A while back, my friend asked me to give a presentation on anything, as long as it had something to do with books. I had 0 ideas, but got inspired by the special Entertainment Weekly edition of Crazy Rich Asians, so I decided to talk about every reader’s favorite topic: book to movie adaptations.

It went pretty well, and I ended up having a lot of fun making my slides. So for fun, and because I have a lot of thoughts about the upcoming movie, I’ll share them and my speaking notes here.
(I should note that the event was hosted by one of my school’s publishing clubs, hence the literary event references.)

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It all comes down to representation. You can read a book and know in your head that this whole cast looks like you, reflects your family and culture. But it’s a completely different experience when you see it, especially in a mainstream format like a Hollywood movie. I’ll let the professionals explain it better:

Plus, all the other major movies with Asian American casts came from books: The Joy Luck Club premiered in 1993. Memoirs of a Geisha premiered in 2005, and it only made the list because it’s one of the few mainstream American movies with an entirely Asian and Asian American cast. The book was written by a white man and there’s a number of conversations about the validity of Memoirs. Not going to lie, it’s pretty problematic, but the movie soundtrack was really good. Fresh Off the Boat aired in 2015, and even though it’s not a movie it was a big deal in recent pop culture. After the second season it split off from Eddie Huang’s life story, and I think it’s become a better show for it. Would not recommend the book, to be honest.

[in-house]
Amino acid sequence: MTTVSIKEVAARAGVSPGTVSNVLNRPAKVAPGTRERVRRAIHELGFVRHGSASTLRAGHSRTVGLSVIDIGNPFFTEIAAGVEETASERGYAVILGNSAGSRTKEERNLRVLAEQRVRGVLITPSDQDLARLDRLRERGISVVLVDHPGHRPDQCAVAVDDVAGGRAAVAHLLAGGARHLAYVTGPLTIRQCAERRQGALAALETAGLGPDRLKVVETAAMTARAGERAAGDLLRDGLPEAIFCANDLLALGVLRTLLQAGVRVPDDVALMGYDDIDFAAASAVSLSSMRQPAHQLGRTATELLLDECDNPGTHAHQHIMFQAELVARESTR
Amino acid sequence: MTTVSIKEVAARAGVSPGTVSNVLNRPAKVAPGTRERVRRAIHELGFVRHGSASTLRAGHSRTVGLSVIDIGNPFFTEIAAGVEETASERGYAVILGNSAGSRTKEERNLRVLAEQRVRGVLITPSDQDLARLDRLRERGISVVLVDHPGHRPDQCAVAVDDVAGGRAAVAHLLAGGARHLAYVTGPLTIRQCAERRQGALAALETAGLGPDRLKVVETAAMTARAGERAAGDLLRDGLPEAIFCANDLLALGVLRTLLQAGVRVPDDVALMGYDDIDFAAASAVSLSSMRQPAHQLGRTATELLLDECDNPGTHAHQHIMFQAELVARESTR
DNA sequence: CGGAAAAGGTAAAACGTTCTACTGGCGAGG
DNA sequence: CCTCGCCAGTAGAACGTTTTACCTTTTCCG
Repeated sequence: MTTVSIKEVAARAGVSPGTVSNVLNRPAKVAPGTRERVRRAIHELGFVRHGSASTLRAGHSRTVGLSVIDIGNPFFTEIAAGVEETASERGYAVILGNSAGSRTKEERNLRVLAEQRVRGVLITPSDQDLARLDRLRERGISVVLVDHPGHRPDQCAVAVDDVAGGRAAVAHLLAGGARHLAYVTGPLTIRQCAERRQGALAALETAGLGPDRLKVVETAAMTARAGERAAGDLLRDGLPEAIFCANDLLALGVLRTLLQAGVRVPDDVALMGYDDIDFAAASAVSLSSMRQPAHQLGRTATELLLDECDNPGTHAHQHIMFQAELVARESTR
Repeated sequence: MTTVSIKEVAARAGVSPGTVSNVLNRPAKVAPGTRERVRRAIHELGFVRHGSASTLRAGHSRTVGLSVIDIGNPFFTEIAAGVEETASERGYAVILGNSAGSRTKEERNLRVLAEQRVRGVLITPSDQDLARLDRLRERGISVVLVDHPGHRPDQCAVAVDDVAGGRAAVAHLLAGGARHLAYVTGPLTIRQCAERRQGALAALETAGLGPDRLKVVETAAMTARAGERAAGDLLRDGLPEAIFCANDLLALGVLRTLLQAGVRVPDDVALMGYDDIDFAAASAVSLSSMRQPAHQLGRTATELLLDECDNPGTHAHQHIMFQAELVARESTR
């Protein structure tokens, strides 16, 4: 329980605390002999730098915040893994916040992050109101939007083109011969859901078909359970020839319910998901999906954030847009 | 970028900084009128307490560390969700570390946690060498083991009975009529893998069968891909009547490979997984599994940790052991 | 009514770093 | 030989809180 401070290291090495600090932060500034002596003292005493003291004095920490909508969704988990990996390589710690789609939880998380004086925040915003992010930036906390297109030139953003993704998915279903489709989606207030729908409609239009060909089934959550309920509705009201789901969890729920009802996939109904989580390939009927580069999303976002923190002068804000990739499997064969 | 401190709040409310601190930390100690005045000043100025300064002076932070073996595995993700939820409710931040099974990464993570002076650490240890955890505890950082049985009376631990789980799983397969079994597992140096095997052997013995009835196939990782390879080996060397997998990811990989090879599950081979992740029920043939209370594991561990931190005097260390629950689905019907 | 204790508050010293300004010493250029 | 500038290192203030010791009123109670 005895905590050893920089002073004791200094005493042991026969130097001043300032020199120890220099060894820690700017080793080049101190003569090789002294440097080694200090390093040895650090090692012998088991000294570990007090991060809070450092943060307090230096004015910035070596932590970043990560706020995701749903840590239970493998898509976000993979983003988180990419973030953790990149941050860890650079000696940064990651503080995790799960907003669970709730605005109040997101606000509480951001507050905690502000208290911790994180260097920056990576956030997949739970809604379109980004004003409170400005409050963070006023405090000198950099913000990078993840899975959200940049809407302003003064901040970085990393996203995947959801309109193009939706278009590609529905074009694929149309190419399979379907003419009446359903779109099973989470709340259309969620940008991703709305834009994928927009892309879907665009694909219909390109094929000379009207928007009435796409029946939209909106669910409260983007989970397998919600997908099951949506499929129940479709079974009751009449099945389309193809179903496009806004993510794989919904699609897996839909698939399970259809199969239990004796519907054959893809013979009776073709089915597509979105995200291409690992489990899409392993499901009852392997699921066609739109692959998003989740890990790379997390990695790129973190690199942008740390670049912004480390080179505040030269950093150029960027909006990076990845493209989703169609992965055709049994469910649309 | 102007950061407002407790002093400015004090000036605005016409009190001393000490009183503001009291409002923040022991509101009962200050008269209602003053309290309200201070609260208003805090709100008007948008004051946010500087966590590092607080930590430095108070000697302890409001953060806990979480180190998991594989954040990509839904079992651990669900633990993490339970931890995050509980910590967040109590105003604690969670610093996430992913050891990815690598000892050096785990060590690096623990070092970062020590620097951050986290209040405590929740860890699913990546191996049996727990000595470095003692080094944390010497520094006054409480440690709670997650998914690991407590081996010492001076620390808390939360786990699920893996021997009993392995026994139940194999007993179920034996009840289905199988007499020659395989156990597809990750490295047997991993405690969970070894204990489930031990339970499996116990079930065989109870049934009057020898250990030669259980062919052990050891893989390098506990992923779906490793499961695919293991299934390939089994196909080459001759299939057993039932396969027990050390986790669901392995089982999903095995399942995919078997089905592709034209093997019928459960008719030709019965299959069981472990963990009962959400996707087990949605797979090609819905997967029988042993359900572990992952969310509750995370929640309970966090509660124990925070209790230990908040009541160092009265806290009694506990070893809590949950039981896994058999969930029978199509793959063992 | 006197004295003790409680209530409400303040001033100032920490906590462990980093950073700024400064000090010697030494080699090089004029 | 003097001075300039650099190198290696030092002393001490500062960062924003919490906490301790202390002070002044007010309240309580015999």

And finally, the one we’ve all been waiting for: Crazy Rich Asians. Release date: August 17, 2018. As the third major movie, and following “Fresh Off the Boat,” CRA has to be a verifiable box office success. Because if it “fails,” studios will use it as an example to affirm all the old stereotypes and misconceptions about casting Asians in movies and telling their own stories.
And if this fails, publishers might not pick up as many books by Asian authors because clearly if Crazy Rich did poorly, there’s no mass market for our stories.

…To be honest, the book wasn’t that good. It switches points of view between a lot of characters, Kwan uses footnotes as personal asides which can take you out of the world he’s writing about, and a lot of the drama is so rich it feels a little unrelatable.
So I’m scared that this movie will be bad — and it can’t afford to be.

I believe that if CRA does well, then that gives the first nudge for others to follow. And there are so many others that can follow. Including 2 more books in the Crazy Rich Asians series! Movies, mini series, TV shows, Netflix originals — we’re at peak media right now, and of course that comes from books leading the way. And no matter what movie comes out, the book is always better, so more movies will lead to more book sales — right? That’s how that works?